India and Italy on Friday signed 15 agreements covering trade and investment, shipbuilding and energy, and unveiled a broad-ranging action plan to enhance their partnership by cooperating on connectivity, climate change and counter-terrorism.
The signing of the agreements coincided with an hour-long virtual summit between Prime Minister Narendra Modi and his Italian counterpart Giuseppe Conte, during which the leaders pledged to work jointly on common challenges such as the Covid-19 pandemic.
The two sides are keen to take their economic partnership to the next level in new areas such as green technology, renewable energy and advanced manufacturing, officials said. “The focus was on economic ties and Italy is very keen to diversify its supply chains and its outgoing investments, [and] to have a more substantive economic partnership with India,” said Sandeep Chakravorty, secretary (Europe West) in the external affairs ministry.
Both countries agreed to work closely on concluding a migration and mobility partnership agreement and a memorandum of understanding (MoU) on defence cooperation at the earliest, Chakravorty said. The mobility pact is crucial for India’s plans to enhance access for its skilled professionals in European countries.
The much-delayed India-European Union (EU) free trade agreement figured in the meeting, officials said. A joint statement issued after the meeting said PM Modi and Conte stressed the need for “India and the EU to actively re-engage towards an early resumption of negotiations for mutually beneficial India-EU trade and investment agreements”.
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Among the 15 agreements signed on Friday was an MoU between Italy’s Cassa Depositi e Prestiti SpA and India’s National Investment and Infrastructure Fund to promote co-financing, two MoUs between Fincantieri and Cochin Shipyard Limited covering design, shipbuilding and manufacturing, and repairs and refits of ships, two cooperation agreements between Snam and Adani Entreprises to promote energy transition and to set up a CNG compressors factory in India, and an MoU between Snam and Indian Oil Corporation to cooperate on gas infrastructure development.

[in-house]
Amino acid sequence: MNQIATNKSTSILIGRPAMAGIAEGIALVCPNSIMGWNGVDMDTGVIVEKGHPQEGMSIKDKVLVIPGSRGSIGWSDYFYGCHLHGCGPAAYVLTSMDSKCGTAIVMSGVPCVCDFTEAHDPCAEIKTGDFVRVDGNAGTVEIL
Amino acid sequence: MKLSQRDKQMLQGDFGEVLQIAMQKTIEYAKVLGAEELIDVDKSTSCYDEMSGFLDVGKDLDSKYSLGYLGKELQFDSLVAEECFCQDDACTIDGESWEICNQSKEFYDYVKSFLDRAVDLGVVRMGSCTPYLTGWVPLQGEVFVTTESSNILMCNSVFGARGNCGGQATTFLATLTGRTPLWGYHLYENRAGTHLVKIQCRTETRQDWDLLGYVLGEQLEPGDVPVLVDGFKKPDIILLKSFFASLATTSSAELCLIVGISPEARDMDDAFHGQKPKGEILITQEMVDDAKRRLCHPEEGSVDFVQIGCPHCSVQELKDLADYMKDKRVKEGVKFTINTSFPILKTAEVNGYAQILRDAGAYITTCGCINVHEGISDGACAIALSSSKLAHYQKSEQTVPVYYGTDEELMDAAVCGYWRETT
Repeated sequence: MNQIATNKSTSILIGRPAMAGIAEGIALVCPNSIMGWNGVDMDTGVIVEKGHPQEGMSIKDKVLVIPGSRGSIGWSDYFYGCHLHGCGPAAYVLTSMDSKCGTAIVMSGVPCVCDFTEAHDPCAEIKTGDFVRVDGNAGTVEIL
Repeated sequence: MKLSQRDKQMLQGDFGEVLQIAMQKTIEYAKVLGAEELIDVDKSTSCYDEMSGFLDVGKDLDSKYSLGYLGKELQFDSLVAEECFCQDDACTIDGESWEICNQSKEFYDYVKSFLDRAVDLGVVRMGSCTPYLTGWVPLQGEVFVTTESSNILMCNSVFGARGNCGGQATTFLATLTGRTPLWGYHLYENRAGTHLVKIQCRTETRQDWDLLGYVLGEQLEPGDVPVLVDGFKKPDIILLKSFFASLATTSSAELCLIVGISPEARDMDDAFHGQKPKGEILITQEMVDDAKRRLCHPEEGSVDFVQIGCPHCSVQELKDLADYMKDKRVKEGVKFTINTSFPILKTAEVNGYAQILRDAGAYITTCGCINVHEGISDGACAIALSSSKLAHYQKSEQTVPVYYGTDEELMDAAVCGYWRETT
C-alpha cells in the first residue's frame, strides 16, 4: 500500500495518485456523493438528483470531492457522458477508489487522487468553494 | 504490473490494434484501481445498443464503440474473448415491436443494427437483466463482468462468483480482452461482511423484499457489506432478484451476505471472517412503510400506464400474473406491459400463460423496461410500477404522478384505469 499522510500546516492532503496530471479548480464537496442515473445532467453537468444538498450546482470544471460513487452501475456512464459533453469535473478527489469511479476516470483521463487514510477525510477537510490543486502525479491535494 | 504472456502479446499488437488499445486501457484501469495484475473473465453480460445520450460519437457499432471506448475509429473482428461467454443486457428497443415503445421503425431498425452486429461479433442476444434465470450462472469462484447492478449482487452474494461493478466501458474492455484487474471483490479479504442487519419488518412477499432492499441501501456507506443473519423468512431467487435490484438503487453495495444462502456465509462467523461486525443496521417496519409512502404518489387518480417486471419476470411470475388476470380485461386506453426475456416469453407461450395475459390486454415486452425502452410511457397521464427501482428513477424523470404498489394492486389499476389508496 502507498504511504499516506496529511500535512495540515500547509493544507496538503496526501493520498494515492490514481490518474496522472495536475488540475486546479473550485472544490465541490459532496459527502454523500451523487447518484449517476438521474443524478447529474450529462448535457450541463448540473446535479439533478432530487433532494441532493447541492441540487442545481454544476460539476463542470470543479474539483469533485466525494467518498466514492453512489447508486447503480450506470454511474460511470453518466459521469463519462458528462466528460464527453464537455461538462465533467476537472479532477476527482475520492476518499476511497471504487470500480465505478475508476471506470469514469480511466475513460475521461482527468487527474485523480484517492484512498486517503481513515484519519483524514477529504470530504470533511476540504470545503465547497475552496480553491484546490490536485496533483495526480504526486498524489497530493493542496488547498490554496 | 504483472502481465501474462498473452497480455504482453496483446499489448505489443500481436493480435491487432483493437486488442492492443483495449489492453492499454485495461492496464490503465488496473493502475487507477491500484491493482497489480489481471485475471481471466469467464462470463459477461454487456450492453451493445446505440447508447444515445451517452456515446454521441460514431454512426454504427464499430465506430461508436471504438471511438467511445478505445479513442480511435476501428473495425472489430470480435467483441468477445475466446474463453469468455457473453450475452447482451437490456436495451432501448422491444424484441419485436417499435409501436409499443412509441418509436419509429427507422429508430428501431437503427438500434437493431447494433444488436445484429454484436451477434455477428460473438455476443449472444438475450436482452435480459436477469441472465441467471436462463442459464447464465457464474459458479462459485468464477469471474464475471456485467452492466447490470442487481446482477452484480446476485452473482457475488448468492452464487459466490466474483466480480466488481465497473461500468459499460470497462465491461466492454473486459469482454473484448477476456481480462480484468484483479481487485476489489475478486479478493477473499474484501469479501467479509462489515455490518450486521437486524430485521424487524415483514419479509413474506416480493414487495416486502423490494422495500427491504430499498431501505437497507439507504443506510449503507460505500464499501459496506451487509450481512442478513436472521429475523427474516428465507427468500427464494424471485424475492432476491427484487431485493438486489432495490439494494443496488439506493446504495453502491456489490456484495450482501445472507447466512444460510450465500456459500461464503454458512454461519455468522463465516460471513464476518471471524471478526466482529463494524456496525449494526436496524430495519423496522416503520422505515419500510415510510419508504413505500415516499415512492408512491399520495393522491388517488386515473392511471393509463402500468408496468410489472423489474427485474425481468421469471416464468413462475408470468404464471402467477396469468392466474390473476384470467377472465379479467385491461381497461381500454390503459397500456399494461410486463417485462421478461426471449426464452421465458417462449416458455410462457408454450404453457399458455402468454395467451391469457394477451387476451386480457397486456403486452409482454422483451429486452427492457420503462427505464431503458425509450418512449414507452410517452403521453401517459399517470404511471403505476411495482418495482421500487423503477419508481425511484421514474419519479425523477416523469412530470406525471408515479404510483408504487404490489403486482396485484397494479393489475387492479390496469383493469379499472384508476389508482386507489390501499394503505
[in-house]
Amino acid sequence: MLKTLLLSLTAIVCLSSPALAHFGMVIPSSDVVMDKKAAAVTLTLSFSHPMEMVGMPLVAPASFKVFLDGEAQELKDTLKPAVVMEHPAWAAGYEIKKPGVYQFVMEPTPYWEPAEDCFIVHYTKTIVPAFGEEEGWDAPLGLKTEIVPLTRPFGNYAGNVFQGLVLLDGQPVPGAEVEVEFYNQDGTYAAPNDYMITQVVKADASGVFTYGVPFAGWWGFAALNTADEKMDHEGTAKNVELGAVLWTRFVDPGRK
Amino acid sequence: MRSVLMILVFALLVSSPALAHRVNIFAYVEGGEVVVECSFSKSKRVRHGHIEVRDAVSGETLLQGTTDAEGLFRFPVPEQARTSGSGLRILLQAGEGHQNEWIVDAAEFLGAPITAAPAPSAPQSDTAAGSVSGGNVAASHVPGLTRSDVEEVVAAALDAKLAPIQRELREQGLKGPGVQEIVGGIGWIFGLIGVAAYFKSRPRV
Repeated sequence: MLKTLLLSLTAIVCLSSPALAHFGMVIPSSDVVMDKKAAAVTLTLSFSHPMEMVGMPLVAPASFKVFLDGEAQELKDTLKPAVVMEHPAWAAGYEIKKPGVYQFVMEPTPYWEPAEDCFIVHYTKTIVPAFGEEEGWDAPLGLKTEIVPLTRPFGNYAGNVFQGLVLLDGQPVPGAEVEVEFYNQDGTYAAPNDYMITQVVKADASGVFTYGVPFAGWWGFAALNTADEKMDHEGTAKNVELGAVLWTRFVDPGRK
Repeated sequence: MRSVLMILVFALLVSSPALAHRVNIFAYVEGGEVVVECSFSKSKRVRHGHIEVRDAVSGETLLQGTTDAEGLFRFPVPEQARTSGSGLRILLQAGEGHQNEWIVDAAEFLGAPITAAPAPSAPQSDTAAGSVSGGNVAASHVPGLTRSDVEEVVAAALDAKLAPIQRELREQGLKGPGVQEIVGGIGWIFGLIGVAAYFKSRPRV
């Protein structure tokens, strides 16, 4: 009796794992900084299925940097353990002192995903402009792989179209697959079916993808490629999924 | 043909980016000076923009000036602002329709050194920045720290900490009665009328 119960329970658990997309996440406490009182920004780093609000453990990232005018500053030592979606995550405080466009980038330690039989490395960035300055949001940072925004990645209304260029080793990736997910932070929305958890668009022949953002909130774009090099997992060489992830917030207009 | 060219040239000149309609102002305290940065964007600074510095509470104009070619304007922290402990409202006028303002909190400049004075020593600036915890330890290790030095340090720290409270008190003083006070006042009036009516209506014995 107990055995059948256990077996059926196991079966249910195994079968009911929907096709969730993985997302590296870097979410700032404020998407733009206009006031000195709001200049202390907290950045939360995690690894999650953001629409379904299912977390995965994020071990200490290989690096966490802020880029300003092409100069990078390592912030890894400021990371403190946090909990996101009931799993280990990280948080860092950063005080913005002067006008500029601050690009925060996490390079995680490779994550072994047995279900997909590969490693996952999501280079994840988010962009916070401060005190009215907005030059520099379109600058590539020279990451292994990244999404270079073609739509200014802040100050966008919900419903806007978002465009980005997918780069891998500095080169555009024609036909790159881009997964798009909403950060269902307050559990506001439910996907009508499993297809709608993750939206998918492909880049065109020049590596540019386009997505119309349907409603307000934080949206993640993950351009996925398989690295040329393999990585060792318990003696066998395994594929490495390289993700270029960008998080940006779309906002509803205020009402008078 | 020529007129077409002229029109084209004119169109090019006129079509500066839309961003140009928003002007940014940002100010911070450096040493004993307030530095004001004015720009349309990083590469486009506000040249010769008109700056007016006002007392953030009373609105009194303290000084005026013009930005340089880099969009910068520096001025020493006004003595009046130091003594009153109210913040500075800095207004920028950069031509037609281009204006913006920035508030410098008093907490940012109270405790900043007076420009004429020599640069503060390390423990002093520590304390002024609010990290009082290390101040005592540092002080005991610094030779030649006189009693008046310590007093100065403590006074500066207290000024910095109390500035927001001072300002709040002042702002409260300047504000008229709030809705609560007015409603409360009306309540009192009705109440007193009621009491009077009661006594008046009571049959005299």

The 2020-24 action plan for an enhanced bilateral partnership is based on four pillars – political dialogue at the bilateral level and coordination in multilateral forums, economic engagement, partnership in science and technology, and cultural cooperation and people-to-people exchanges. The two sides will create a mechanism chaired by the foreign ministers to follow up the action plan yearly.
PM Modi and Conte, the joint statement said, condemned all forms of terrorism and backed a comprehensive approach to prevent and combat terrorism. They agreed to enhance the exchange of expertise and capacity building to counter-terrorism.
They also emphasised the need to expand defence engagement through greater two-way collaboration and technology cooperation, and co-development and co-production of military hardware. They also agreed to consolidate defence ties to enhance the effectiveness of UN peacekeeping activities.
The joint statement said PM Modi and Conte stressed the importance of the Indo-Pacific as a “fundamental area for connecting Asia and Europe”, and said both sides will “support all connectivity initiatives based on internationally recognised norms and standards, good governance, rule of law, inclusiveness, transparency and level playing field”.
The meeting, the latest in a string of virtual engagements by PM Modi after his successful summits with Australia and the EU, was part of New Delhi’s enhanced focus on Europe against the backdrop of a global rebalancing in the post-Covid-19 scenario. Leading EU players, such as Germany and France, have also signalled a greater interest in the Indo-Pacific region.
Both countries are keen to put behind the 2012 killing of two Indian crew members of a fishing boat off the coast of Kerala by Italian marines guarding an oil tanker Enrica Lexie, an incident that took bilateral ties to an all-time low.
“Barring the brief hiatus caused by Enrica Lexie incident for some time, the two countries have always enjoyed a cordial relationship since they established political ties in 1947,” said a person who declined to be named.
India sees Italy, the third-largest EU economy after Brexit with robust manufacturing, technological and design capabilities, as a strong partner for the Make in India and Atmanirbhar Bharat (self-reliant India) initiatives.
Italy is currently India’s fifth largest trading partner in the EU, and bilateral trade was worth 9.52 billion Euros in 2019. India, however, ranks 16th as country of origin for Italian imports, and experts believe there is potential for considerable growth.